I think geriatric dogs are sages. They know what’s up with almost everything and if you tap into their body rhythms, a.k.a. their outdoor bidness, you may just be able to predict when the stock market will crash again; or at least if it’s gonna be a good day or not.
Based on what just happened, I believe the market could be jittery tomorrow. The dog went out for her late night attempt at bidness. While she made many laps clockwise and counter-clockwise around the yard, there was not even the slightest indication of a squat, a start and fit, a fit and start, a fart, or just…anything. Sometimes she’ll lift her tail and hold it like a pointer for a short amount of time. That is usually an indicator of doody to come. You better get her outside and ready for the doggie sit down when she’s exhibiting this behavior.
Sometimes she’s just a little gassy when she does that. While she was not doing this tonight before the wife and I retired (the dog admirably performed both numbers one and two at 8 p.m., retiring proudly herself thereafter), I thought about how taking care of “Big Dawg” (one of my many nicknames for her) is not possible without the tag team efforts of my wife and I. Part of our system of care for Big Dawg is for me to take her out at 11:15 or so–her last time out before Rhonda gets her out for her morning run at 4:30 or so.
Tonight, on the 11:15 outing, she just looked at me as if to say, “Why did you set your alarm clock to wake yourself up out of a sound sleep so you could engage in this exercise of bowel-moving futility? I’m not ready and won’t be for awhile now.”
So what to do? The light went on. While there are certainly other things to write about here that people want to read, the rhythm of life that is building one’s daily routines around a beloved old animal’s needs, is a story many of us can relate to.
So, if Big Dawg’s bidness doings are not precursors of stock market performance, then maybe they serve some other, more nobler purpose. We don’t need another talking head economist, anyway, even if it’s a real dog, telling us where or how to invest our money or predicting the Superbowl winner. But by taking care of the dog, it sets up how our own days may take place, possibly enabling us to make better decisions and use of our time. The dog knows, boys and girls, the dog knows.
Thinking some hours down the road from now, I have a dentist appointment first thing at 8:15. I am planning on not drinking any coffee so that I might relax enough that I’ll snooze while having a cracked filling replaced. Some may think this is Zen of me, but it’s not so much Zen as it is attempting to stockpile sleep. Since my sleep is disjointed because of Big Dawg, I like to close my eyes when I can and get mini-naps in.
The last time I was at the dentist for some work, I was getting a crown that had slipped off re-cemented back on. I was worried I might have to get a new crown, but she was able to salvage the old one and conveyed that I had been snoring while she glued that puppy (Big Dawg influence) back on. I thanked her, telling her it was a compliment to her overall gentle, family dentistry practice whenever I can catch a few winks in the chair. She smiled wryly in agreement.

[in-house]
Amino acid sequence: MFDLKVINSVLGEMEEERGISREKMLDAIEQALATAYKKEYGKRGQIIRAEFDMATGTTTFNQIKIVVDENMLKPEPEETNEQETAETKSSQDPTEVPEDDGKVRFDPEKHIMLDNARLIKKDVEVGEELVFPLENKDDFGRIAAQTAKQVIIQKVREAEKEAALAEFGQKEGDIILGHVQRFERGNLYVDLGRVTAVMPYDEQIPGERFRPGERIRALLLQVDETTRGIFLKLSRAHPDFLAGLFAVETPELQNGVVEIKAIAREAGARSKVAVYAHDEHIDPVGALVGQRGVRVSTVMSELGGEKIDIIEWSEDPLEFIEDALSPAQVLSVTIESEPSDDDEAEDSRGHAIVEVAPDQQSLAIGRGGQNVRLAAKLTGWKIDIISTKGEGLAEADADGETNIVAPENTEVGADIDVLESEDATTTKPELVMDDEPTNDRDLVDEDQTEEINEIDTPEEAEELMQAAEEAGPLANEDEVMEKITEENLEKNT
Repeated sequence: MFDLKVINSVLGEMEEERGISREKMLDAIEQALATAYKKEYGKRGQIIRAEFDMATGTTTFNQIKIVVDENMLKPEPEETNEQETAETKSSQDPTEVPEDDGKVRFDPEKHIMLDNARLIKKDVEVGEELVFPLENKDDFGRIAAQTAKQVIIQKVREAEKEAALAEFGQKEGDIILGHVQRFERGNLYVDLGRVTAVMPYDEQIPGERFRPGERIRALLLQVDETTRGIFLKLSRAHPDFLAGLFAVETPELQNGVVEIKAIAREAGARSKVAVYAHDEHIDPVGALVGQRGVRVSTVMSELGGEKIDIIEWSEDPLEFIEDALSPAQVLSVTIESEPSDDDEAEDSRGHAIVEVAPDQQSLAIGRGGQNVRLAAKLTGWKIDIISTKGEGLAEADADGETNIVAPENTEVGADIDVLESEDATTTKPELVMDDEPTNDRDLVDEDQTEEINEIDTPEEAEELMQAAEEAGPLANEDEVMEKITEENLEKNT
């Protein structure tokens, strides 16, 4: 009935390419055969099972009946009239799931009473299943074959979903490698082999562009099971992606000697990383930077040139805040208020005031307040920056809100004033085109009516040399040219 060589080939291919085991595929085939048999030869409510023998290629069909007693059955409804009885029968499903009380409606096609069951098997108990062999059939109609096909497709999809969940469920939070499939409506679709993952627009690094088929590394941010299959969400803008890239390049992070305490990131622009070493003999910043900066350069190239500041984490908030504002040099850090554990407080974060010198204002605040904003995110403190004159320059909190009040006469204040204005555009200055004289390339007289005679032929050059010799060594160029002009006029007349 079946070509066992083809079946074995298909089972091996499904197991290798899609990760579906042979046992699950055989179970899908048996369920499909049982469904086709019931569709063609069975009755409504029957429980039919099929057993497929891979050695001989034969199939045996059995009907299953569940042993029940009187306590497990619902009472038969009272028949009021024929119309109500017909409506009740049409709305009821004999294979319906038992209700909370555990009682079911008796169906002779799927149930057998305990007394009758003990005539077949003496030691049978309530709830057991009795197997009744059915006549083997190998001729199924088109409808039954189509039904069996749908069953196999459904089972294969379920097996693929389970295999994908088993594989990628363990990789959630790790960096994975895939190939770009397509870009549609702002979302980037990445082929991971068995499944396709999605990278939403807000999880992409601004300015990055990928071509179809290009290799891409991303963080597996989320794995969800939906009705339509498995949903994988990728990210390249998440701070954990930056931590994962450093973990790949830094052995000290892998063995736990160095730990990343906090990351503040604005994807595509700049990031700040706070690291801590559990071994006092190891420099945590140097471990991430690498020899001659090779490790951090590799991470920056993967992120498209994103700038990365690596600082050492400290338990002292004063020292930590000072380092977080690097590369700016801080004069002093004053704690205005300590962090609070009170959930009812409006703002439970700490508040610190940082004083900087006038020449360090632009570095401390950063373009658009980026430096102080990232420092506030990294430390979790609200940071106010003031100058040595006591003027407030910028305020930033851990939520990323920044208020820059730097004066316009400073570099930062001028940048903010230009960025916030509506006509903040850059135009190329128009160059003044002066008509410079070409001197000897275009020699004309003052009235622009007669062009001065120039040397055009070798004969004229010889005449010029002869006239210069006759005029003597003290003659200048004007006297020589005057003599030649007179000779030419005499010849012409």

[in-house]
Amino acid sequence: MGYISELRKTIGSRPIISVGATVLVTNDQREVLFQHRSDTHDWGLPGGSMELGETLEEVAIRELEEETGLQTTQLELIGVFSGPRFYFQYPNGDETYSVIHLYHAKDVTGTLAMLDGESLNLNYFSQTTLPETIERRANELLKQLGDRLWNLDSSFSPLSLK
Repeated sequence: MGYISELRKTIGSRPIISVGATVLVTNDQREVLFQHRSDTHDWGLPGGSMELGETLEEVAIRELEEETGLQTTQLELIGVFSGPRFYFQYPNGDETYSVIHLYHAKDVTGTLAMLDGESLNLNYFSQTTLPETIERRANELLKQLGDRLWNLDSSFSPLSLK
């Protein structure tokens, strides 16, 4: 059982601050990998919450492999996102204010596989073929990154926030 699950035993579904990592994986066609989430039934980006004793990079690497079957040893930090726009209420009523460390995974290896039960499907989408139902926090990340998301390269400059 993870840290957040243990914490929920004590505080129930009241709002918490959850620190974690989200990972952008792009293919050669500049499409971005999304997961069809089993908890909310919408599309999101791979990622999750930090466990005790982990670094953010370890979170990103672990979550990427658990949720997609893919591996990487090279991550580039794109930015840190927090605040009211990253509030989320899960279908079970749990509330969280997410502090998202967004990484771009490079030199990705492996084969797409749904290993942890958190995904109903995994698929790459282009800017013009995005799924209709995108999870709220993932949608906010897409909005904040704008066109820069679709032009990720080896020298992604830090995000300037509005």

Speaking of smiling wryly, Big Dawg does that a lot. One of the mystifying things she does is sometimes after coming back in from not doing bidness, she will find a corner, or get behind a door and just stare. This is wry, Zen and oracle-like all rolled up into one, to me. I let her be like that for awhile.
It’s as if by just wedging herself between the door and the wall, snoot in the corner, standing on all fours, she is keeping interest rates low, quantitative easing churning, and the stock market steadily ascending.
This is a huge responsibility for Big Dawg, and one she does not take lightly. Sometimes she is so in the zone in the corner, I have to interrupt her so she doesn’t collapse under the economic strain of it all.
Strain is a good word. It’s kind of associated with words like stress. We stress and we strain. We strain and we stress. We hem and we haw, we haw and we hem. We do crazy shite like try Google Dogs, I mean, Docs, for the first time. It’s the Big Dawg’s influence again there, ladies and gentlemen. She absorbs the arrows and slings that are old age living with nary a voice of dissent.
She is Big Dawg. She wants us to be brave. She wants us to not stress or strain, too. But most of all, she wants you to have a good day. Even when she has an accident, her wisdom is readily abundant. She knows the wife and I take pride on telling one another what particular bowel movements she has during the course of any particular day. We try to make sure she gets out on time, but sometimes we lose the gamble as Big Dawg knows we have to live our lives as best we can. Big Dawg also knows that our trying to be there for her is a lot like those in pursuit of love or those who have at least tried: “To take your old dog outside to do her business is human. To forgive her after she pees or poops in the house a few hours later because she didn’t go when you woke yourself up to take her out earlier, is divine.”